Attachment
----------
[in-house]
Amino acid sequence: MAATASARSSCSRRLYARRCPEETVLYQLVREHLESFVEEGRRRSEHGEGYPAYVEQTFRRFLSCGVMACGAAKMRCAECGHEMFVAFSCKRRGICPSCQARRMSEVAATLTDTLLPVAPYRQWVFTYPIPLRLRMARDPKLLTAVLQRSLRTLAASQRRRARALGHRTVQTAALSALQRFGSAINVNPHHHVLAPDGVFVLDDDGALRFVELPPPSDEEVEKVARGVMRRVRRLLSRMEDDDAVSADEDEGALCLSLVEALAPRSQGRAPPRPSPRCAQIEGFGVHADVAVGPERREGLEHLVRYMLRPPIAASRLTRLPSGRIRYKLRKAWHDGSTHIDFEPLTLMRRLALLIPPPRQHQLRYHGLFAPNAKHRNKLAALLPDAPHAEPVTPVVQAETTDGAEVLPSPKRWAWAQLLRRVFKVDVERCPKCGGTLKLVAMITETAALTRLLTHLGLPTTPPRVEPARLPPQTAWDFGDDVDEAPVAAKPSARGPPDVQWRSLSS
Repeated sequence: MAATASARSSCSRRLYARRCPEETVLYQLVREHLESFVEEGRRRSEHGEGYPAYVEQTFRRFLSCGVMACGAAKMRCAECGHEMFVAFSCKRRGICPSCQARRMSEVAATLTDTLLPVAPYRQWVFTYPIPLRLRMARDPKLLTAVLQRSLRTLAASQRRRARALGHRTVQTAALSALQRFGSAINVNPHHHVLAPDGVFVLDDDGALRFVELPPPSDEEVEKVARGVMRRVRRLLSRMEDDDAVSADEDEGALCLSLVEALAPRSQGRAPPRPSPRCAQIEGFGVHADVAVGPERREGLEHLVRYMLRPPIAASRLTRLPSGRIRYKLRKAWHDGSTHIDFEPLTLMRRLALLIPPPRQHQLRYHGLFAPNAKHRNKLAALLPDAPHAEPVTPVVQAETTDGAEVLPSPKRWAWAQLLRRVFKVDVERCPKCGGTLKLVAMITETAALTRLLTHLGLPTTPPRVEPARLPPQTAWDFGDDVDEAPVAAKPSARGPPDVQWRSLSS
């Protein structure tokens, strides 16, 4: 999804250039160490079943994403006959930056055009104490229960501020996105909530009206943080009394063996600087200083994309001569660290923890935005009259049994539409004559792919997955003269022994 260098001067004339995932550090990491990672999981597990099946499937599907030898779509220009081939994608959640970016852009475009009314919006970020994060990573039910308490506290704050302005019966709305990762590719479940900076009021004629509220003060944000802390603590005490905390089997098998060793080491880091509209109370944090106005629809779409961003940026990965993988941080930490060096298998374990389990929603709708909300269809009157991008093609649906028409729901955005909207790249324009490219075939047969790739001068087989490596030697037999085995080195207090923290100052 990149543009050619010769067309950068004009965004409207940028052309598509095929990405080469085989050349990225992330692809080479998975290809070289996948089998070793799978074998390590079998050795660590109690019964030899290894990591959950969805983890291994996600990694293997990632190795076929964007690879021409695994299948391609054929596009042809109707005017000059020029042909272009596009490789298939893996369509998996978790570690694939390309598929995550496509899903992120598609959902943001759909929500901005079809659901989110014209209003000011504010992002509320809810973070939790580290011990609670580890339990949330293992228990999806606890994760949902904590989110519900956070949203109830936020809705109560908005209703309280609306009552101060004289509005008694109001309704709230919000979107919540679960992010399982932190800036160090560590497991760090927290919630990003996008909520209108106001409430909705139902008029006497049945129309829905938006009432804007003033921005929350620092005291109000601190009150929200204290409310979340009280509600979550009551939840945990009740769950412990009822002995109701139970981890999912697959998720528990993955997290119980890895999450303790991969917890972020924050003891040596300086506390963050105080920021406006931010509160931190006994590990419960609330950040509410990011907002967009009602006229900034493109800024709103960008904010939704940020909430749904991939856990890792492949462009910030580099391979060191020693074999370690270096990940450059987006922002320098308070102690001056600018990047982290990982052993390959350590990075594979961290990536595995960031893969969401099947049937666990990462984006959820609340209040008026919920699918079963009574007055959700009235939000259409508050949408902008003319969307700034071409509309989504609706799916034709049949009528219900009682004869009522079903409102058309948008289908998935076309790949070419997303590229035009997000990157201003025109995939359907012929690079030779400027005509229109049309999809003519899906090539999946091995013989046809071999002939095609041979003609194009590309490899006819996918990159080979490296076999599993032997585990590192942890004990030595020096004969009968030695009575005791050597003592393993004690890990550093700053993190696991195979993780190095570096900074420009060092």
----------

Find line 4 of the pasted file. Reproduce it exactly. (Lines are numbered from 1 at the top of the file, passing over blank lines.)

């Protein structure tokens, strides 16, 4: 999804250039160490079943994403006959930056055009104490229960501020996105909530009206943080009394063996600087200083994309001569660290923890935005009259049994539409004559792919997955003269022994 260098001067004339995932550090990491990672999981597990099946499937599907030898779509220009081939994608959640970016852009475009009314919006970020994060990573039910308490506290704050302005019966709305990762590719479940900076009021004629509220003060944000802390603590005490905390089997098998060793080491880091509209109370944090106005629809779409961003940026990965993988941080930490060096298998374990389990929603709708909300269809009157991008093609649906028409729901955005909207790249324009490219075939047969790739001068087989490596030697037999085995080195207090923290100052 990149543009050619010769067309950068004009965004409207940028052309598509095929990405080469085989050349990225992330692809080479998975290809070289996948089998070793799978074998390590079998050795660590109690019964030899290894990591959950969805983890291994996600990694293997990632190795076929964007690879021409695994299948391609054929596009042809109707005017000059020029042909272009596009490789298939893996369509998996978790570690694939390309598929995550496509899903992120598609959902943001759909929500901005079809659901989110014209209003000011504010992002509320809810973070939790580290011990609670580890339990949330293992228990999806606890994760949902904590989110519900956070949203109830936020809705109560908005209703309280609306009552101060004289509005008694109001309704709230919000979107919540679960992010399982932190800036160090560590497991760090927290919630990003996008909520209108106001409430909705139902008029006497049945129309829905938006009432804007003033921005929350620092005291109000601190009150929200204290409310979340009280509600979550009551939840945990009740769950412990009822002995109701139970981890999912697959998720528990993955997290119980890895999450303790991969917890972020924050003891040596300086506390963050105080920021406006931010509160931190006994590990419960609330950040509410990011907002967009009602006229900034493109800024709103960008904010939704940020909430749904991939856990890792492949462009910030580099391979060191020693074999370690270096990940450059987006922002320098308070102690001056600018990047982290990982052993390959350590990075594979961290990536595995960031893969969401099947049937666990990462984006959820609340209040008026919920699918079963009574007055959700009235939000259409508050949408902008003319969307700034071409509309989504609706799916034709049949009528219900009682004869009522079903409102058309948008289908998935076309790949070419997303590229035009997000990157201003025109995939359907012929690079030779400027005509229109049309999809003519899906090539999946091995013989046809071999002939095609041979003609194009590309490899006819996918990159080979490296076999599993032997585990590192942890004990030595020096004969009968030695009575005791050597003592393993004690890990550093700053993190696991195979993780190095570096900074420009060092």